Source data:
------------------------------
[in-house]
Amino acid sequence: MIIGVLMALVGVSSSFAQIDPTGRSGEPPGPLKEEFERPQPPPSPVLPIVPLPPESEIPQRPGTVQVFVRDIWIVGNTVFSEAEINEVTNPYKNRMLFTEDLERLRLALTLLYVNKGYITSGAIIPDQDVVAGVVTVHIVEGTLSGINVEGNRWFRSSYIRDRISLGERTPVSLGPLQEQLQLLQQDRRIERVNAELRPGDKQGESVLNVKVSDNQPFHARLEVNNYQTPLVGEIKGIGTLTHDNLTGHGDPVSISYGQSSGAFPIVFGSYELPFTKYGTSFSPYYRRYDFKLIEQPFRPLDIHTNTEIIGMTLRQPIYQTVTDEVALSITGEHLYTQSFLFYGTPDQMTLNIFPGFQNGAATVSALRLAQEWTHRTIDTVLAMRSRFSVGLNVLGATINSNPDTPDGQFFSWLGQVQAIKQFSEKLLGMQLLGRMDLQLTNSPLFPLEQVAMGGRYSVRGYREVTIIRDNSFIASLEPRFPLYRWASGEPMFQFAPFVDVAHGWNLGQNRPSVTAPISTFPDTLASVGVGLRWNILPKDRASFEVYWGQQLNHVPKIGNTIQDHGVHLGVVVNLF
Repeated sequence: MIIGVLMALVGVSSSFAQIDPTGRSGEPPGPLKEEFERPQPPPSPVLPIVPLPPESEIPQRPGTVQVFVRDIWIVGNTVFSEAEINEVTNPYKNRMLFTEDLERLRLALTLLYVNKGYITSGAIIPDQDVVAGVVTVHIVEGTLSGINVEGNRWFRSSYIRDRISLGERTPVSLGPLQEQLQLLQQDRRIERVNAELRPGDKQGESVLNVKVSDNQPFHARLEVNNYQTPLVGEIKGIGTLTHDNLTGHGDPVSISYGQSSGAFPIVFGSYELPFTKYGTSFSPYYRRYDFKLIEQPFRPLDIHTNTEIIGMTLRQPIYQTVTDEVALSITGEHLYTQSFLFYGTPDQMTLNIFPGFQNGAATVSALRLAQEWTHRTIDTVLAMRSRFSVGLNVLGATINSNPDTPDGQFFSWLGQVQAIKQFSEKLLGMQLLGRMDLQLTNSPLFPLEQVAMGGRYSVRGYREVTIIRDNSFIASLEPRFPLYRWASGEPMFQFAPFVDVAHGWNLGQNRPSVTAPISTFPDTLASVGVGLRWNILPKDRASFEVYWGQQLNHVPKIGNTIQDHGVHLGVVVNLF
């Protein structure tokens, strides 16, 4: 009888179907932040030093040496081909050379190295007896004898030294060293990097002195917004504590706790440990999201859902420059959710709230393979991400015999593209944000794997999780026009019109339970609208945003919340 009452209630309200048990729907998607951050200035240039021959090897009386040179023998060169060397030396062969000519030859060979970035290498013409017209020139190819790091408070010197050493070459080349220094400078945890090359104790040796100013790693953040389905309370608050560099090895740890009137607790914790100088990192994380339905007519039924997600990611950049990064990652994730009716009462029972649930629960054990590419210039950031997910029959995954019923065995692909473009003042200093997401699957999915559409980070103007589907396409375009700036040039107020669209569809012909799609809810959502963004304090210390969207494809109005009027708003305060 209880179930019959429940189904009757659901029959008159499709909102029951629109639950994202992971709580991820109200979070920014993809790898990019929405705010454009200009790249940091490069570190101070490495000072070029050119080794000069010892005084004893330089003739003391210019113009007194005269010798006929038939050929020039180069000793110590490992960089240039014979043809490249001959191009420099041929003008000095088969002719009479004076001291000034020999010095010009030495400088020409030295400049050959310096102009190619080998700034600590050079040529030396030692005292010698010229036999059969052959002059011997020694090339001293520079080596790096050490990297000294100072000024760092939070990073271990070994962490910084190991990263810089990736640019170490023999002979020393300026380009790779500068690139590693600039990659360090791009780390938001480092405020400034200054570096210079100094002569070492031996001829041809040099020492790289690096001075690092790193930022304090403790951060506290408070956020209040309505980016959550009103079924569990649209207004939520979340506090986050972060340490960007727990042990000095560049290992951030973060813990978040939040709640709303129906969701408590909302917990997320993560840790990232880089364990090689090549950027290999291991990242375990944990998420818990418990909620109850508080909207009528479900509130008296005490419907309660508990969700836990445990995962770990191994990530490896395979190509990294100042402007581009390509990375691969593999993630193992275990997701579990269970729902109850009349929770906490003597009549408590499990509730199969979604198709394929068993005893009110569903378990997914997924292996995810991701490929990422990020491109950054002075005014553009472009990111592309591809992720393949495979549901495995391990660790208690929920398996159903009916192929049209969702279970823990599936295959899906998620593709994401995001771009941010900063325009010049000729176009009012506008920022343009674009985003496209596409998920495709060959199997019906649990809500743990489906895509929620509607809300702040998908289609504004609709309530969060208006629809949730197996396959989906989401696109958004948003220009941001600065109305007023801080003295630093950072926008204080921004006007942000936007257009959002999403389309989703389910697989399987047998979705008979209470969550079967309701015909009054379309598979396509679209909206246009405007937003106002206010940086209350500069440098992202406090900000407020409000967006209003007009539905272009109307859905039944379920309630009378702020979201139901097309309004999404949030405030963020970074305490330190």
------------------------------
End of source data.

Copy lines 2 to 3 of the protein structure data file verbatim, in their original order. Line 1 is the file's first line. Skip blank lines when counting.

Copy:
Amino acid sequence: MIIGVLMALVGVSSSFAQIDPTGRSGEPPGPLKEEFERPQPPPSPVLPIVPLPPESEIPQRPGTVQVFVRDIWIVGNTVFSEAEINEVTNPYKNRMLFTEDLERLRLALTLLYVNKGYITSGAIIPDQDVVAGVVTVHIVEGTLSGINVEGNRWFRSSYIRDRISLGERTPVSLGPLQEQLQLLQQDRRIERVNAELRPGDKQGESVLNVKVSDNQPFHARLEVNNYQTPLVGEIKGIGTLTHDNLTGHGDPVSISYGQSSGAFPIVFGSYELPFTKYGTSFSPYYRRYDFKLIEQPFRPLDIHTNTEIIGMTLRQPIYQTVTDEVALSITGEHLYTQSFLFYGTPDQMTLNIFPGFQNGAATVSALRLAQEWTHRTIDTVLAMRSRFSVGLNVLGATINSNPDTPDGQFFSWLGQVQAIKQFSEKLLGMQLLGRMDLQLTNSPLFPLEQVAMGGRYSVRGYREVTIIRDNSFIASLEPRFPLYRWASGEPMFQFAPFVDVAHGWNLGQNRPSVTAPISTFPDTLASVGVGLRWNILPKDRASFEVYWGQQLNHVPKIGNTIQDHGVHLGVVVNLF
Repeated sequence: MIIGVLMALVGVSSSFAQIDPTGRSGEPPGPLKEEFERPQPPPSPVLPIVPLPPESEIPQRPGTVQVFVRDIWIVGNTVFSEAEINEVTNPYKNRMLFTEDLERLRLALTLLYVNKGYITSGAIIPDQDVVAGVVTVHIVEGTLSGINVEGNRWFRSSYIRDRISLGERTPVSLGPLQEQLQLLQQDRRIERVNAELRPGDKQGESVLNVKVSDNQPFHARLEVNNYQTPLVGEIKGIGTLTHDNLTGHGDPVSISYGQSSGAFPIVFGSYELPFTKYGTSFSPYYRRYDFKLIEQPFRPLDIHTNTEIIGMTLRQPIYQTVTDEVALSITGEHLYTQSFLFYGTPDQMTLNIFPGFQNGAATVSALRLAQEWTHRTIDTVLAMRSRFSVGLNVLGATINSNPDTPDGQFFSWLGQVQAIKQFSEKLLGMQLLGRMDLQLTNSPLFPLEQVAMGGRYSVRGYREVTIIRDNSFIASLEPRFPLYRWASGEPMFQFAPFVDVAHGWNLGQNRPSVTAPISTFPDTLASVGVGLRWNILPKDRASFEVYWGQQLNHVPKIGNTIQDHGVHLGVVVNLF